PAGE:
Report on Popocatepetl (Mexico) — 13 April-19 April 2016
Smithsonian / US Geological Survey Weekly Volcanic Activity Report,
13 April-19 April 2016
Managing Editor: Sally Kuhn Sennert
Please cite this report as:
Global Volcanism Program, 2016. Report on Popocatepetl (Mexico). In: Sennert, S K (ed.), Weekly Volcanic Activity Report, 13 April-19 April 2016. Smithsonian Institution and US Geological Survey.
19.023°N, 98.622°W; summit elev. 5393 m
All times are local (unless otherwise noted)
During 13-17 April CENAPRED reported 10-105 emissions from Popocatépetl and as many as two explosions detected daily; some emissions corresponded with increased crater incandescence. Activity increased at 0232 on 18 April. Strombolian activity ejected incandescent fragments 1.6 km onto the NE flank, and ash plumes rose 3 km above the crater and drifted ENE. Ashfall was reported in San Pedro Benito Juárez, San Nicolás de los Ranchos, Tianguismanalco, San Martín Texmelucan, and Huejotzingo. Activity decreased over the next few hours; ash plumes rose 1 km and drifted ENE. According to a news article, the airport in Puebla closed due to the ash plumes. During 18-19 April CENAPRED noted 103 emissions an intense crater incandescence. The Alert Level remained at Yellow, Phase Two.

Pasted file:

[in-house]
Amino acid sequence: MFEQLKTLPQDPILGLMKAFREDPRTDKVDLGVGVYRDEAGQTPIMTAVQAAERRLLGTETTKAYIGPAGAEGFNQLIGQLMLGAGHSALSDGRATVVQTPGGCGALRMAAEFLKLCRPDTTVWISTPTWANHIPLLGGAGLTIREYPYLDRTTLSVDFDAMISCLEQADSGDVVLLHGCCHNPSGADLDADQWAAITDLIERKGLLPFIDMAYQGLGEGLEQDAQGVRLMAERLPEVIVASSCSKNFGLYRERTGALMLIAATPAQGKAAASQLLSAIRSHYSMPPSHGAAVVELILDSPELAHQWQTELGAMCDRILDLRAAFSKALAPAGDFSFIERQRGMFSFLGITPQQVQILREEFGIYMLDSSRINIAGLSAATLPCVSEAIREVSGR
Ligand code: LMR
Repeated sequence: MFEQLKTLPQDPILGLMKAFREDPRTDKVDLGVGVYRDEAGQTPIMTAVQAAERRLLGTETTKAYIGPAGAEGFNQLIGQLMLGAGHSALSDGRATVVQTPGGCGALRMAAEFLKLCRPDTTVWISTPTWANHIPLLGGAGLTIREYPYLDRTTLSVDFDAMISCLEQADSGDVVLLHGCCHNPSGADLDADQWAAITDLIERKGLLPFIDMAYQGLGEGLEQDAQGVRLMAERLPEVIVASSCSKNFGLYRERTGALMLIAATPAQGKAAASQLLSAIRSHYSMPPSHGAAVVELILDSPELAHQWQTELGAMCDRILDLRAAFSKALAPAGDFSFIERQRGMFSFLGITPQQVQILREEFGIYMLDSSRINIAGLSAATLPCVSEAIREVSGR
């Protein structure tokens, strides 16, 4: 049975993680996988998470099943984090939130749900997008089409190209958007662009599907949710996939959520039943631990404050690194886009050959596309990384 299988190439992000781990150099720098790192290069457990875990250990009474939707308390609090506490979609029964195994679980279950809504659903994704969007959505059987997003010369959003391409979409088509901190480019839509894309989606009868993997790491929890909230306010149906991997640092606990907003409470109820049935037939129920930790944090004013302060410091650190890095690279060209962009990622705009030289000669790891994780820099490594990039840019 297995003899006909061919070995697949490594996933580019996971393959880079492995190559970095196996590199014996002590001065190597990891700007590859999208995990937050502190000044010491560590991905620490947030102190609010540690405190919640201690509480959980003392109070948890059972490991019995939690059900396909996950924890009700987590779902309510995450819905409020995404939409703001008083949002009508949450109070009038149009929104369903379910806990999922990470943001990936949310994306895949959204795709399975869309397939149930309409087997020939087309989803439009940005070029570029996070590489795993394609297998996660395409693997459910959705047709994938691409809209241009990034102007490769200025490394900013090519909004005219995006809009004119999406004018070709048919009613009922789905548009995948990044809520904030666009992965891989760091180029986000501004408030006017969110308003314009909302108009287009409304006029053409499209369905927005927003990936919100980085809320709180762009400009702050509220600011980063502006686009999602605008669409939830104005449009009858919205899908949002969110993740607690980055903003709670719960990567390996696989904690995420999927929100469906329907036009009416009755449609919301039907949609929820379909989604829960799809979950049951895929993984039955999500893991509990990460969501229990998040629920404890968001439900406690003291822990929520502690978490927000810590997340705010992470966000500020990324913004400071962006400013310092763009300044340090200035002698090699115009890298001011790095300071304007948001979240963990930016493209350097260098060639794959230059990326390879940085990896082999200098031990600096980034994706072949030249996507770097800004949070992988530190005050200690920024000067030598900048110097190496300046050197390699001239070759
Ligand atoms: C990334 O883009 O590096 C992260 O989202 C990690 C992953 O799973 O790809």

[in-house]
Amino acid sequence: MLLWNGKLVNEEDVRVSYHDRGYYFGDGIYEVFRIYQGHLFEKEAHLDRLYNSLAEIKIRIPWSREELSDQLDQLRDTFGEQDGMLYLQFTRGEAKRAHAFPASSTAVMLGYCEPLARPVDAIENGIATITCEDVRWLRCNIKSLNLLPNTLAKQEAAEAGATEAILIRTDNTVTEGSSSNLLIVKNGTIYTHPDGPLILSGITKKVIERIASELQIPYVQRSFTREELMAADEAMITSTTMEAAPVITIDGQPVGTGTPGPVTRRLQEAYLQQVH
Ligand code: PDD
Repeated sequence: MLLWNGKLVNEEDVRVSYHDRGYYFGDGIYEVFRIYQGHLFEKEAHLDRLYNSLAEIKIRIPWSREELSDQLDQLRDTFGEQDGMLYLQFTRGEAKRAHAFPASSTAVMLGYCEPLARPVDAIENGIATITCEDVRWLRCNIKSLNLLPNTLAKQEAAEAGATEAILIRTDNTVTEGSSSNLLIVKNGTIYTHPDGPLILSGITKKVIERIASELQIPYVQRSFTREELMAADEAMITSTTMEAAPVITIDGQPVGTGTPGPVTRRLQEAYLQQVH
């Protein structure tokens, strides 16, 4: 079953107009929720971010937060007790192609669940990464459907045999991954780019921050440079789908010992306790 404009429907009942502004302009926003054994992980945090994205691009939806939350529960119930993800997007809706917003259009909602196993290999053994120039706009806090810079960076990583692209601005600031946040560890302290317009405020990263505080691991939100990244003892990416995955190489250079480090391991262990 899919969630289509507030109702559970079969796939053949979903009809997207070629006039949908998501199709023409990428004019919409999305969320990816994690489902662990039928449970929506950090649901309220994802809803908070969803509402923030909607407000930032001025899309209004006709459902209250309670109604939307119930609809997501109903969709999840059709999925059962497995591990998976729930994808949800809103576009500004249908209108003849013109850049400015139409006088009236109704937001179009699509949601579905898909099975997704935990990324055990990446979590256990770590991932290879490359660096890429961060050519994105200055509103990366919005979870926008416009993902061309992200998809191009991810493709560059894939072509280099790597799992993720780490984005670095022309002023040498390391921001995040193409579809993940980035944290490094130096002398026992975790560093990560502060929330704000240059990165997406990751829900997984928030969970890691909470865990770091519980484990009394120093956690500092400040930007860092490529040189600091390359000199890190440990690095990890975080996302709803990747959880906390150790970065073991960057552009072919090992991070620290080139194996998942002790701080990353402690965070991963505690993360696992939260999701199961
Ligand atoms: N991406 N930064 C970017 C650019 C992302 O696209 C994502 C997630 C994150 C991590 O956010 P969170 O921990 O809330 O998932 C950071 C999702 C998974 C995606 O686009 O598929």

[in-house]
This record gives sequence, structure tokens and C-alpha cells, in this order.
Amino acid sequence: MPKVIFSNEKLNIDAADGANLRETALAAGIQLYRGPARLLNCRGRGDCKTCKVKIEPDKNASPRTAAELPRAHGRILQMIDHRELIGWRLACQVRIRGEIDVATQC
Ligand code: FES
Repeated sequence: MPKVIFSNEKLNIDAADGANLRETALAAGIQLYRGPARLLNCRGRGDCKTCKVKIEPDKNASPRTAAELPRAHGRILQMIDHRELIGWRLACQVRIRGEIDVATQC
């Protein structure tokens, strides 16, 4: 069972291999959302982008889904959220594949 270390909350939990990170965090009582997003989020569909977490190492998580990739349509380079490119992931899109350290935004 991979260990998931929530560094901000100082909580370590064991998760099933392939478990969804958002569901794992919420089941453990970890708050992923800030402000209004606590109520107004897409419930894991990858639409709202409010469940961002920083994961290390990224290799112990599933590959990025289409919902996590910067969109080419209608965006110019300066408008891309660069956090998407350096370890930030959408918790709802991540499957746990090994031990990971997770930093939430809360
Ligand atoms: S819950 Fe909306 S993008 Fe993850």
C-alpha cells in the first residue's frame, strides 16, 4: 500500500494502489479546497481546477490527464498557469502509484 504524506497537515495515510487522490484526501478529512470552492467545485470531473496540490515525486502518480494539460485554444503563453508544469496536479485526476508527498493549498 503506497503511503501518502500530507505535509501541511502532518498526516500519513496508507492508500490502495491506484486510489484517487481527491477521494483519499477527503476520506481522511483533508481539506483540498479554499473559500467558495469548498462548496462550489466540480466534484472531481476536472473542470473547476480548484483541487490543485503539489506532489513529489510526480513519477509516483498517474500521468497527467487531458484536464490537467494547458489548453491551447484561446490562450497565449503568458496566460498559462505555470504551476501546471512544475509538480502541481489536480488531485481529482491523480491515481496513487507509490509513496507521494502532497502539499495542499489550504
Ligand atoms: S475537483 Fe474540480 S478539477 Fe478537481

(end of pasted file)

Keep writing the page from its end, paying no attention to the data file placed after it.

Geological Summary. Volcán Popocatépetl, whose name is the Aztec word for smoking mountain, rises 70 km SE of Mexico City to form North America's 2nd-highest volcano. The glacier-clad stratovolcano contains a steep-walled, 400 x 600 m wide crater. The generally symmetrical volcano is modified by the sharp-peaked Ventorrillo on the NW, a remnant of an earlier volcano. At least three previous major cones were destroyed by gravitational failure during the Pleistocene, producing massive debris-avalanche deposits covering broad areas to the south. The modern volcano was constructed south of the late-Pleistocene to Holocene El Fraile cone. Three major Plinian eruptions, the most recent of which took place about 800 CE, have occurred since the mid-Holocene, accompanied by pyroclastic flows and voluminous lahars that swept basins below the volcano. Frequent historical eruptions, first recorded in Aztec codices, have occurred since Pre-Columbian time.